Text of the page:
In summary, using the ab initio and density functional theory (DFT) methods, the author has studied the structure and stability of ‘’C34’’ fullerene isomers and predicted that the e(C2) isomer is the ground state of ‘’C34’’. In this work, we have performed the theoretical investigations into TM@C34 (TM =Ti, V, Cr, Mn, Fe, Co, Ni, and Cu) using the hybrid DFT-B3PW91 functional in conjunction with 6-31G(d) basis sets. For systematically exploring these complexes, some properties were considered, such as relative stabilities EHOMO, ELUMO, energy gap, dissociation energy , natural population analysis, the density of states (DOS), molecular electrostatic potential (MEP) , and nonlinear optical (NLO) properties. We found that the stable structure of Mn@C34 and Cu@C34 are situated in the center of ‘’C34’’ cage. While Ti@C34, V@C34, Cr@C34, Fe@C34, Co@C34, and Ni@C34 moved from the center towards one pentagonal face and then linked to this face. The cohesive energy of TM@C34 complexes suggests that Ti and V are most stable inside all cage structures, therefore indicating a strong possibility of their production. Cu is found to be least stable for encapsulation. All encapsulation processes are endothermic; this is likely due to swelling to the ‘’C34’’ cage upon encapsulation of TM. Here, all eight TM@C34 is at the local minima because they have all real frequencies. The HOMO and LUMO of Mn@C34 and Cu@C34 indicates that there is no hybridization between the ‘’C34’’ orbitals and the endohedral atom orbitals, while the HOMO and LUMO of Ti@C34, V@C34, Cr@C34, Fe@C34, Co@C34, and Ni@C34 indicate that there exists hybridization between the ‘’C34’’ orbitals and the end atom orbitals. It was also found that the energy gaps between HOMO and LUMO of TM@C34(TM= Cr, and Co) are smaller than that of the empty ‘’C34’’ cage. However, the energy gaps between HOMO and LUMO of TM@C34 (TM =Ti, V, Fe, Ni, and Cu) are larger than that of the empty ‘’C34’’ cage. Natural population analysis shows that the charges always transfer from the TM atoms to the ‘’C34’’ cage, so the fullerene ‘’C34’’ cage acts an electron acceptor. In going from isolated TM atom to TM@C34, the occupation of the 4s orbital is strongly reduced. The introduction to TM to the empty ‘’C34’’ leads to more active NLO performance. The correlations between the thermodynamic properties Cop,m, Som, Hom, and temperatures T are also obtained.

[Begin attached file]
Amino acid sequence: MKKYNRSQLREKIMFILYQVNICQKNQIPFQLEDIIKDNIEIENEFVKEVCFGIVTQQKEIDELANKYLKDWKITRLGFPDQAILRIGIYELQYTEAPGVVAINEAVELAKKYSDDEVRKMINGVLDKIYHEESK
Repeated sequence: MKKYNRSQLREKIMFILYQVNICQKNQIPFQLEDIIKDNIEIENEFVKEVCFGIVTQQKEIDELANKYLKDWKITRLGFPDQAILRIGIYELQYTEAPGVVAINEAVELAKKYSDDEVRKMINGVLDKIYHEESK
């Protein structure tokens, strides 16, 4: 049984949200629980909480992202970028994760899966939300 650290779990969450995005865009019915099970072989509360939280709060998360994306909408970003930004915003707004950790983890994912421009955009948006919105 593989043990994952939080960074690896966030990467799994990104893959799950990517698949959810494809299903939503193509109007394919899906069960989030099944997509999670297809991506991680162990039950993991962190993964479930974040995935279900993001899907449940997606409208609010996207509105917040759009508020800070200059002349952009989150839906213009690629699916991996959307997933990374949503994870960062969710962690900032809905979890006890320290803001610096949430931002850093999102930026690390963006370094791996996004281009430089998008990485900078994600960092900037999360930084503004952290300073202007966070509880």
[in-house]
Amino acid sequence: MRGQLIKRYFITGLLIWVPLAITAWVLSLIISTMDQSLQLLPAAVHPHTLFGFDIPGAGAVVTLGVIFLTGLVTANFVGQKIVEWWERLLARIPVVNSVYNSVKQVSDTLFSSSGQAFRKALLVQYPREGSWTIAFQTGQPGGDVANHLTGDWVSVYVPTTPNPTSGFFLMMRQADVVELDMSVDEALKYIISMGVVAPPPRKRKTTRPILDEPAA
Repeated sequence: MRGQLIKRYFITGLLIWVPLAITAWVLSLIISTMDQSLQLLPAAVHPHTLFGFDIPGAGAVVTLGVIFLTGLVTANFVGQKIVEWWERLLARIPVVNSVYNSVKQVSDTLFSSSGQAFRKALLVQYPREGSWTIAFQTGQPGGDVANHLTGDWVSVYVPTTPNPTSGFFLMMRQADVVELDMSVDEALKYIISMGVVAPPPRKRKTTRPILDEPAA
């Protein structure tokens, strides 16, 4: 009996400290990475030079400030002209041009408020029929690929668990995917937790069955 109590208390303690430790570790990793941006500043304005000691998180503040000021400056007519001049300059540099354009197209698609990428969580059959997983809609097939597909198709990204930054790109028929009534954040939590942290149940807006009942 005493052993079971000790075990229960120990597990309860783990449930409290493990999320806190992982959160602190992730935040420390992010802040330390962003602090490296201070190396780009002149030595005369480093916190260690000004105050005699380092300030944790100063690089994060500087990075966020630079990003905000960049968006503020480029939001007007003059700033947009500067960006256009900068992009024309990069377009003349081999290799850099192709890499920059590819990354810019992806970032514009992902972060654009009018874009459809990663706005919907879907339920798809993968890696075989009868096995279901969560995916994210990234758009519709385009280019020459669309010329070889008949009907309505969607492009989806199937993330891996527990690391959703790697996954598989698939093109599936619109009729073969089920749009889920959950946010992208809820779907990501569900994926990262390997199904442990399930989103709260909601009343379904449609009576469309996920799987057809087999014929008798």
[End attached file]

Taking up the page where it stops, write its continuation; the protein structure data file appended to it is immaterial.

This research was supported by the facilities of Dep. Chemistry, Faculty of Education, Ain Shams University. My gratitude and deep thanks to Prof. Dr. A.M. El Mahdy for his interests, and useful discussions.
CONFLICT OF INTEREST
The authors declare that there are no conflicts of interest regarding the publication of this manuscript.